The Chronicle of Henry of Huntingdon: Comprising the History of England, from the Invasion of Julius Cæsar to the Accession of Henry II. Also, The Acts of Stephen, King of England and Duke of Normandy
H. G. Bohn, 1853 - 442 pages
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Acts afterwards appeared archbishop arms army attack battle became Bede bishop body Book Britain Britons brother brought built called Canute carried castle caused chief Christian church command continued Count of Anjou crown Danes daughter death died duke earl emperor enemy engaged England English faith father fell flight force fought gave give given hand head held Henry of Huntingdon History holy honour island Kent king King Henry king's kingdom land Lincoln living London Lord Malmesbury marched mentioned Mercia night nobles Normandy Northumbria numbers obtained offered peace possession present prisoner quarter received reduced reign returned river Robert Roman Rome royal Saxon Chronicle says Scots sent ships side siege slain soldiers Stephen succeeded success sword taken taking third took town troops victory walls Wessex whole Winchester
Page 75 - When the ear heard me, then it blessed me; And when the eye saw me, it gave witness to me: Because I delivered the poor that cried, And the fatherless, and him that had none to help him. 189 The blessing of him that was ready to perish came upon me: And I caused the widow's heart to sing for joy.
Page 87 - I say, flying in at one door, and immediately out at another, whilst he is within, is safe from the wintry storm ; but after a short space of fair weather, he immediately vanishes out of your sight, into the dark winter from which he had emerged. So this life of man appears for a short space, but of what went before, or what is to follow, we are utterly ignorant. If, therefore, this new doctrine contains something more certain, it seems justly to deserve to be followed.
Page 70 - God ; that the nation, seeing that their temples are not destroyed, may remove error from their hearts, and knowing and adoring the true God, may the more familiarly resort to the places to which they have been accustomed.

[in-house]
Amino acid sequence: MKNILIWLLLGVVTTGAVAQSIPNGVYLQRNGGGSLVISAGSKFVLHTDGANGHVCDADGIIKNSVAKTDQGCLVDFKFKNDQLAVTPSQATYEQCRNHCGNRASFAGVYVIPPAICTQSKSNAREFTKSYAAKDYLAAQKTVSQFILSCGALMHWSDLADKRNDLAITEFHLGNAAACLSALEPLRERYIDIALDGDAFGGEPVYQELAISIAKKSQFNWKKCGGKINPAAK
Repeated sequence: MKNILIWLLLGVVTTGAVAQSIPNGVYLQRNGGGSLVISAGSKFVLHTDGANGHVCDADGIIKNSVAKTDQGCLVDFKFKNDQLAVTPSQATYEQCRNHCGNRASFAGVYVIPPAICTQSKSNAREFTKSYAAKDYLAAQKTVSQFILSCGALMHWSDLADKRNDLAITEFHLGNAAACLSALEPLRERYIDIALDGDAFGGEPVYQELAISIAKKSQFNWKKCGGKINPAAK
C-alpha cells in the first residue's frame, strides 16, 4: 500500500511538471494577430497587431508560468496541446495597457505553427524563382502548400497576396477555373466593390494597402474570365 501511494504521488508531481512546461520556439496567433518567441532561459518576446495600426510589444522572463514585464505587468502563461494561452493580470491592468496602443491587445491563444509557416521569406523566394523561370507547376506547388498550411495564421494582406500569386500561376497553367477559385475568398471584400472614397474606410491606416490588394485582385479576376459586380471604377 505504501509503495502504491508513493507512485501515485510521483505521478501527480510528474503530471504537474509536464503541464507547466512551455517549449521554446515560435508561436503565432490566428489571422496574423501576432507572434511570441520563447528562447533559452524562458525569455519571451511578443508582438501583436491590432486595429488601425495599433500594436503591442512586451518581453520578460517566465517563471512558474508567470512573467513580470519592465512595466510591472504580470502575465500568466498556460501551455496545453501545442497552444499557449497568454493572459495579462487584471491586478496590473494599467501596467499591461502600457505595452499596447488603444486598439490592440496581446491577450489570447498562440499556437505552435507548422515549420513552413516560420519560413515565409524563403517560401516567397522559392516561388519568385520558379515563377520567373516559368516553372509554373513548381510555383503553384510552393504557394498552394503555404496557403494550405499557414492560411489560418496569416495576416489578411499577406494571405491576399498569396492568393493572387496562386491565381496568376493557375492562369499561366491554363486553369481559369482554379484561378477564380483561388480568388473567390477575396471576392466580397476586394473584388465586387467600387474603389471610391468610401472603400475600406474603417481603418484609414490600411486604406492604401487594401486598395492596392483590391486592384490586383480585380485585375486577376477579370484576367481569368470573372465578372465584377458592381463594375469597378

Page 64 - Gregory, the servant of the servants of God, to the servants of our Lord. Forasmuch as it had been better not to begin a good work, than to think of desisting from that which has been begun, it behoves you, my beloved sons, to fulfil the good work, which, by the help of our Lord, you have undertaken.
Page 321 - They are, under the point of view of religion and philosophy, wholly rotten, and from the sole of the foot to the crown of the head there is no soundness in them.
Page 79 - To whom the man of God, Augustine, is said, in a threatening manner, to have foretold, that in case they would not join in unity with their brethren, they should be warred upon by their enemies ; and, if they would not preach the way of life to the English nation, they should at their hands undergo the vengeance of death.
Page 65 - Lord, you have undertaken. Let not, therefore, the toil of the journey nor the tongues of evil-speaking men deter you...
Page 67 - Canterbury, which was the metropolis of all his dominions, and, pursuant to his promise, besides allowing them sustenance, did not refuse them liberty to preach. It is reported that as they drew near to the city, after their manner, with the holy cross and the image of our sovereign Lord and King, Jesus Christ, they in concert...
Page 81 - Britain, without possessing any previous knowledge of its inhabitants. We held both the Britons and Scots in great esteem for sanctity, believing that they had proceeded according to the custom of the universal church. But...
Page 64 - Augustine, who had been appointed to be consecrated bishop in case they were received by the English, that he might, by humble entreaty, obtain of the Holy Gregory, that they should not be compelled to undertake so dangerous, toilsome, and uncertain a journey. The pope, in reply, sent them a hortatory epistle, persuading them to proceed in the work of the Divine word, and rely on the assistance of the Almighty.